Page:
If you support what Emanuel is doing here, then you should be equally supportive of a Mayor in Texas or a Governor in Idaho who blocks businesses from opening if they are run by those who support same-sex marriage — or who oppose American wars, or who support reproductive rights, or who favor single-payer health care, or which donates to LGBT groups and Planned Parenthood, on the ground that such views are offensive to Christian or conservative residents. You can’t cheer when political officials punish the expression of views you dislike and then expect to be taken seriously when you wrap yourself in the banner of free speech in order to protest state punishment of views you like and share. Free speech rights means that government officials are barred from creating lists of approved and disapproved political ideas and then using the power of the state to enforce those preferences.
If you don’t like what Chick-fil-A is doing, then you, as an individual, have every right to protest them. (Though, as Alan Noble points out, you might want to avoid a boycott.) However, when government officials start using their power and position to punish a business that — as far as anyone knows — has not actually broken any laws, but rather, has aligned itself with an unfavorable ideological stance, then we’re quickly moving into some disturbing territory.
I haven’t really been a fan of American remakes of Asian films — the less said about The Departed, the better — but this might represent a new low. The CW, home to The Vampire Diaries and Gossip Girl, may turn the subversive Japanese cult classic into a television show.
This is bad on so many levels, not the least being that, much like an American remake of Akira, remaking Battle Royale robs it of the impact imparted to it by its Japanese-ness. Without that cultural context, the show will just be a bunch of really attractive twentysomething actors pretending to be teenagers who mope around, get dramatic, and occasionally kill eachother in ways that are completely OK to show on primetime American television. You know, quality programming.
Related: Opus’ review of Battle Royale
Dr. John Walton, Professor of Old Testament, Wheaton College:
The account in Genesis 1 is not intended to be an account of material origins. If that’s so, the Bible has no narrative of material origins. And if that’s so, then we don’t we have to defend the Bible’s narrative of material origins against a scientific narrative because the Bible doesn’t offer one. We can let the text be what it is and take it for what it is. That’s the most literal reading that you could have.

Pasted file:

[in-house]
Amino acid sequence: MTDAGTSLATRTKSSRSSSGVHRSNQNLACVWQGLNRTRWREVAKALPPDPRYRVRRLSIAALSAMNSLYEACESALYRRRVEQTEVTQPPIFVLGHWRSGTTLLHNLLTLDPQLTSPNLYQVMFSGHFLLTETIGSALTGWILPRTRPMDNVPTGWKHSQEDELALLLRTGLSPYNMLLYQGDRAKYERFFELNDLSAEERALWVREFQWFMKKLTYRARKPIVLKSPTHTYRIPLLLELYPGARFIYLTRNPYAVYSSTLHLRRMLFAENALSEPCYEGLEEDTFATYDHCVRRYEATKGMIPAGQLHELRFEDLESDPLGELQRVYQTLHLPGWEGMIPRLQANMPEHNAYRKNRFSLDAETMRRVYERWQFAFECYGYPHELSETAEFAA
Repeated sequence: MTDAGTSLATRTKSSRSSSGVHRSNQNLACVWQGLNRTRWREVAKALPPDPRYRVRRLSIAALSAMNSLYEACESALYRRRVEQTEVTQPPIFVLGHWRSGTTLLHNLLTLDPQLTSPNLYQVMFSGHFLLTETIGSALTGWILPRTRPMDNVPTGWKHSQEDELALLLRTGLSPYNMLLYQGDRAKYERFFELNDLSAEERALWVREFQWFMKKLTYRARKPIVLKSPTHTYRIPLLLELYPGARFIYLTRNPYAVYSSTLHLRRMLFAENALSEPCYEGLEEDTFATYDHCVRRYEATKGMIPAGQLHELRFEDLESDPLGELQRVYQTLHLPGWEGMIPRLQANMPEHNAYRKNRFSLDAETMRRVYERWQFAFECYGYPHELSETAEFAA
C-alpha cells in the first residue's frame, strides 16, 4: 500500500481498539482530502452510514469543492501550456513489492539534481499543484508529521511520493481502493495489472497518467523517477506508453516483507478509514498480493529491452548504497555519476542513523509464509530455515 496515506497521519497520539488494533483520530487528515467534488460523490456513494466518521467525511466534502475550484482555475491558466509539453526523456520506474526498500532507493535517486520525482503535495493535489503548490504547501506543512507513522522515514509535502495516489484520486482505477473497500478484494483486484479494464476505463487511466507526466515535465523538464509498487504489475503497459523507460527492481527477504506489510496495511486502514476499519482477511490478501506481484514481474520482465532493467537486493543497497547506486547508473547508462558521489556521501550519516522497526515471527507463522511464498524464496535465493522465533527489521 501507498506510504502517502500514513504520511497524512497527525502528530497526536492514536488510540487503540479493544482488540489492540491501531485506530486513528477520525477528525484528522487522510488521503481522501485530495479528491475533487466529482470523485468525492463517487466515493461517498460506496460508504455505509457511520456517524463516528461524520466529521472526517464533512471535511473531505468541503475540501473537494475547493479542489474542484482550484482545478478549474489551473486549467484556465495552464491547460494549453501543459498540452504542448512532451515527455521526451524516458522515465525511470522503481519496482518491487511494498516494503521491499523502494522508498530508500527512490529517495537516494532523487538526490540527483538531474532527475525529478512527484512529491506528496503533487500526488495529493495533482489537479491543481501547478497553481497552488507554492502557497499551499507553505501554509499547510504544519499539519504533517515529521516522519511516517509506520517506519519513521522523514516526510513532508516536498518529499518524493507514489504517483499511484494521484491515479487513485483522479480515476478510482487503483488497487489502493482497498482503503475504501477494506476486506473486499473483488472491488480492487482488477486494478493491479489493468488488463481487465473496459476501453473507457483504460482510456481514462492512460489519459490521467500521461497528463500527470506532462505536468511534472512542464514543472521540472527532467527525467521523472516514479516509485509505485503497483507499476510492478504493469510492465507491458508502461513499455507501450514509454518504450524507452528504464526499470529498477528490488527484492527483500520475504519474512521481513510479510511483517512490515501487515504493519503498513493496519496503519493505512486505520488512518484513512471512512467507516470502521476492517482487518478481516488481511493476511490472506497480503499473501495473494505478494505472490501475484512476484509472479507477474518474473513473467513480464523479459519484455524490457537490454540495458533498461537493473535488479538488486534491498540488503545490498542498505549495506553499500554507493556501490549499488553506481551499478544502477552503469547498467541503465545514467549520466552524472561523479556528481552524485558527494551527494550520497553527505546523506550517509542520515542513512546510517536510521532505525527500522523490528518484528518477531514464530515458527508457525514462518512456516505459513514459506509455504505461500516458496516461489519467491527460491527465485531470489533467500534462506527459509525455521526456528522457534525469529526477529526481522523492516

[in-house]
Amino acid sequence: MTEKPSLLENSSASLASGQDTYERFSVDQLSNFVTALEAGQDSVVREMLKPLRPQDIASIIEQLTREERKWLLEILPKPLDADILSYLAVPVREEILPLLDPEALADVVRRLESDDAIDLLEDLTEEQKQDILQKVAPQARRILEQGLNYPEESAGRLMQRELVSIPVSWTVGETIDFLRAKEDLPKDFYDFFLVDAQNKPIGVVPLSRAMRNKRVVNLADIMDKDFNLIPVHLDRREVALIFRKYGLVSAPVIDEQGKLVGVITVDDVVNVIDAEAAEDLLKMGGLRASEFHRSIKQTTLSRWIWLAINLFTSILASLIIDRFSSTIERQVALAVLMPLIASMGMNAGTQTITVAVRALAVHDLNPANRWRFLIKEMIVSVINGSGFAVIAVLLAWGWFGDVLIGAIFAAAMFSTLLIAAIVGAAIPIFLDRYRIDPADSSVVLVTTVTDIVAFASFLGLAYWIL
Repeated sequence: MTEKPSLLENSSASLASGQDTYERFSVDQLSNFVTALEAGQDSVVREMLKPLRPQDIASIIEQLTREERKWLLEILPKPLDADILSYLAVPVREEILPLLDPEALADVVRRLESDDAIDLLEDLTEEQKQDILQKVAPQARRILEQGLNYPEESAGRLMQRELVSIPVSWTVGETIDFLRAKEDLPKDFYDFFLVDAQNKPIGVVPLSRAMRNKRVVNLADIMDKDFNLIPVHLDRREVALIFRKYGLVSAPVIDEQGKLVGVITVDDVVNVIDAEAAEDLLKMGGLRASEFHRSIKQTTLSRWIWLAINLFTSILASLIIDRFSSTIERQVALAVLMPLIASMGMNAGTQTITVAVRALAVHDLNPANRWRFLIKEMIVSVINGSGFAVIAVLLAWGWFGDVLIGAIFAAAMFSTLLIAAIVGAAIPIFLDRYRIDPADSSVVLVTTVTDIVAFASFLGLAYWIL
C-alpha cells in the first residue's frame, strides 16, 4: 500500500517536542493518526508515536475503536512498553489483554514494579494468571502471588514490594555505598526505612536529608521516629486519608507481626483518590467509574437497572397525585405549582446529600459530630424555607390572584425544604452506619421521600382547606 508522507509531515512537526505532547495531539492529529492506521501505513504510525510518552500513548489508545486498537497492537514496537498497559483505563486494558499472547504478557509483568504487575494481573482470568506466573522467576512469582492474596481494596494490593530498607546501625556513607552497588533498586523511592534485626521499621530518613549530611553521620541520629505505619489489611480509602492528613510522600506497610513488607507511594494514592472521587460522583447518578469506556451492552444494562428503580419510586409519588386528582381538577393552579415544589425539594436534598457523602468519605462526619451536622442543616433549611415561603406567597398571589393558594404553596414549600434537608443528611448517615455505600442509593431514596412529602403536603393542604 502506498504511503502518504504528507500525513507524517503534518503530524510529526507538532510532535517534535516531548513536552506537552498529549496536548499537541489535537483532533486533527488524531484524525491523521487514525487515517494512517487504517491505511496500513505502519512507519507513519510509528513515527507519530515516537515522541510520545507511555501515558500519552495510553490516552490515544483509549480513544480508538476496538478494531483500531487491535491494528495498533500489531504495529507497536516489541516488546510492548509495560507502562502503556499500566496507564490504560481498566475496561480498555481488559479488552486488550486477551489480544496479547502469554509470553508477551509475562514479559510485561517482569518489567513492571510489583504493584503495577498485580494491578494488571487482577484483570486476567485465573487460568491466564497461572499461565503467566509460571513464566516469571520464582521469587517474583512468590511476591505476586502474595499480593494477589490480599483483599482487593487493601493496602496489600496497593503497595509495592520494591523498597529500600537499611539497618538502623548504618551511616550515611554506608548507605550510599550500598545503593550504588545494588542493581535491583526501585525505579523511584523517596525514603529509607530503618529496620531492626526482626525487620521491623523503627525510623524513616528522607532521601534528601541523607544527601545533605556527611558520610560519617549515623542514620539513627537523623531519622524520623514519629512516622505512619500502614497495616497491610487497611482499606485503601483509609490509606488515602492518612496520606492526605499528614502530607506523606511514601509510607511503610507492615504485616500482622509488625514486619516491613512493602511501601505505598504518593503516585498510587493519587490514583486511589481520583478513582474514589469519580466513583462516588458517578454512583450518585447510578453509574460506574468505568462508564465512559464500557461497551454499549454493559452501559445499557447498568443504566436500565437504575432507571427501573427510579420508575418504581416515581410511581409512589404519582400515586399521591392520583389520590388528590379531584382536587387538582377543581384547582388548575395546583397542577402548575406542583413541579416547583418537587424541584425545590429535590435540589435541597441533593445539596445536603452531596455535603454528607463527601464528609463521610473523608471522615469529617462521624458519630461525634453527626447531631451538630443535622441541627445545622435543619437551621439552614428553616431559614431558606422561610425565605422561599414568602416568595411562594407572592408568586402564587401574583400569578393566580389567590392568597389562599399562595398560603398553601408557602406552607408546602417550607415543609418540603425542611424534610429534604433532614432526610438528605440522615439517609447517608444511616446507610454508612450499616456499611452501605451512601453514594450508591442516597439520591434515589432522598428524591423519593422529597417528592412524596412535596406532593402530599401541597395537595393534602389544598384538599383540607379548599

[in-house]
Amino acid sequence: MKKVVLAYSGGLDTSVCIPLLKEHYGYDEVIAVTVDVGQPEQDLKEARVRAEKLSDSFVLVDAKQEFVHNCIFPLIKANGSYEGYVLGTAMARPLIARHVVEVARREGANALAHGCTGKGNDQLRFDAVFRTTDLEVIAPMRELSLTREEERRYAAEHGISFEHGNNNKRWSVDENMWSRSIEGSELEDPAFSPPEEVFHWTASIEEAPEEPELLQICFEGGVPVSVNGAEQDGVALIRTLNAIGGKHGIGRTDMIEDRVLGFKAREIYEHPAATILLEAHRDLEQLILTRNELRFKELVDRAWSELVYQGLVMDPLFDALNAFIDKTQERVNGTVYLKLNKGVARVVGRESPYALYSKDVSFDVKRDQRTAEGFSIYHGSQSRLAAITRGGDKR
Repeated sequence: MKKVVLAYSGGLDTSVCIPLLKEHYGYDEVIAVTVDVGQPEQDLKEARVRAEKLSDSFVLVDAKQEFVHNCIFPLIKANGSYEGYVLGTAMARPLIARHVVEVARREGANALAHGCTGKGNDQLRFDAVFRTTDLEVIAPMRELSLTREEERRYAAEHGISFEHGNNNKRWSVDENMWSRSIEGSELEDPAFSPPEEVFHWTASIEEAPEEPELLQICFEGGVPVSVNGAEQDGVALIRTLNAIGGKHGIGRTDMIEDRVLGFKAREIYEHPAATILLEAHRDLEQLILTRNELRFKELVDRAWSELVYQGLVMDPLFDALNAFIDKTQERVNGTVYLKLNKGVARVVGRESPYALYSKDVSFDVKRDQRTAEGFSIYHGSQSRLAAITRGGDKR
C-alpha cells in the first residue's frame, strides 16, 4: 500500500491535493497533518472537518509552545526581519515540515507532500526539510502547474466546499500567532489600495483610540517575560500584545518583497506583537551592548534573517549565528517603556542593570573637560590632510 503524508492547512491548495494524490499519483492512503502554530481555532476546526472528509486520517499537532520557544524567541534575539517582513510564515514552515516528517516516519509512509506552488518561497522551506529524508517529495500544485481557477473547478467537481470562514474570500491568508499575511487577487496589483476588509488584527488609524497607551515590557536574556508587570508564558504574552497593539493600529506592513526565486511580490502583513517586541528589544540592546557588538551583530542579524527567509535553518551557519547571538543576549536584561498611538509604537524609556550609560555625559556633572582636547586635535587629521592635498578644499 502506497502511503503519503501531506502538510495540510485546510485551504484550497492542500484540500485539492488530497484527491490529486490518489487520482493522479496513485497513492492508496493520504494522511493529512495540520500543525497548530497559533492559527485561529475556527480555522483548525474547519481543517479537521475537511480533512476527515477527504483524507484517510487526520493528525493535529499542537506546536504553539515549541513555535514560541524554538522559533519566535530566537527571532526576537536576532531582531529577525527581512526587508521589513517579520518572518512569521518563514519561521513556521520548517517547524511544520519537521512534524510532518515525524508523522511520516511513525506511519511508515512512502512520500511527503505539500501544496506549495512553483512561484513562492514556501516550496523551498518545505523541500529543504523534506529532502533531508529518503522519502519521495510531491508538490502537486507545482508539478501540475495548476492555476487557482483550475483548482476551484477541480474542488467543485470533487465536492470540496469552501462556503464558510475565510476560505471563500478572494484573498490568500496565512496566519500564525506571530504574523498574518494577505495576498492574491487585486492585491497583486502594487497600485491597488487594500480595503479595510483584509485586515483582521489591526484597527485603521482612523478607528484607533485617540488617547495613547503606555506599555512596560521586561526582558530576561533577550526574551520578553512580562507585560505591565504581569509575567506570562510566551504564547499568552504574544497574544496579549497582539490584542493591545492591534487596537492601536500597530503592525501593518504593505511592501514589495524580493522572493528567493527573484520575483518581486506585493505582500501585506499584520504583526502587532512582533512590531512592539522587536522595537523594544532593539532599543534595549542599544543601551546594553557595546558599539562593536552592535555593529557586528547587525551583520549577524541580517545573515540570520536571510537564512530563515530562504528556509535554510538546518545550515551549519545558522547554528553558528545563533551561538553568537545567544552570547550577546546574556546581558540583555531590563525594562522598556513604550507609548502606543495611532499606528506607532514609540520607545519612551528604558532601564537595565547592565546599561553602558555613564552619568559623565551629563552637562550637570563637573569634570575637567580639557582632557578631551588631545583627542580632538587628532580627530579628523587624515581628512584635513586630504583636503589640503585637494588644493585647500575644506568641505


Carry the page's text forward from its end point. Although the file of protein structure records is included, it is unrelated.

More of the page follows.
If that quote bothers you, then watch the whole video, which features N.T. Wright, John Polkinghorne, Alister McGrath, and many others. It may turn out to be less controversial and heretical than you think.
Very cool: For $70/month, Google will give you 1,000 megabits/second upload/download speeds, no data caps, and one terabyte of storage. By comparison, I currently pay a little over $50/month for speeds of (up to) 10 megabits/second. Google’s even offering free 5 megabits/second service (for a one-time $300 construction fee). It’s coming to Kansas City first, but hopefully it’ll be expanded into other markets.
If this ever comes to Lincoln, I’ll drop Time Warner in a heartbeat. Or, as MG Siegler puts it, “Now please bring this everywhere in the U.S. and force the cable companies to get busy innovating or get busy dying.”
Solspace has announced a huge update to the venerable Freeform add-on for ExpressionEngine. Freeform 4 is a complete rewrite of the add-on, including a new interface. Freeform Pro includes a “composer” which allows you to build forms on the fly. Freeform is one of those add-ons that I install by default in every ExpressionEngine site I build, so it’s great to see it get some much-needed love.
Related: EE Insider has a short preview video of the new Freeform interface and Eric Miller Design walks through the Freeform redesign process.
Michael Hiltzik responds to Gordon Crovitz’s recent Wall Street Journal claiming that “It's an urban legend that the government launched the Internet.”
So the bottom line is that the Internet as we know it was indeed born as a government project. In fact, without ARPA and Bob Taylor, it could not have come into existence. Private enterprise had no interest in something so visionary and complex, with questionable commercial opportunities. Indeed, the private corporation that then owned monopoly control over America's communications network, AT&T, fought tooth and nail against the ARPANet. Luckily for us, a far-sighted government agency prevailed.
Protip: If you’re looking for things to help disprove Obama’s “you didn’t build that” statement, don’t use the Internet as Exhibit A.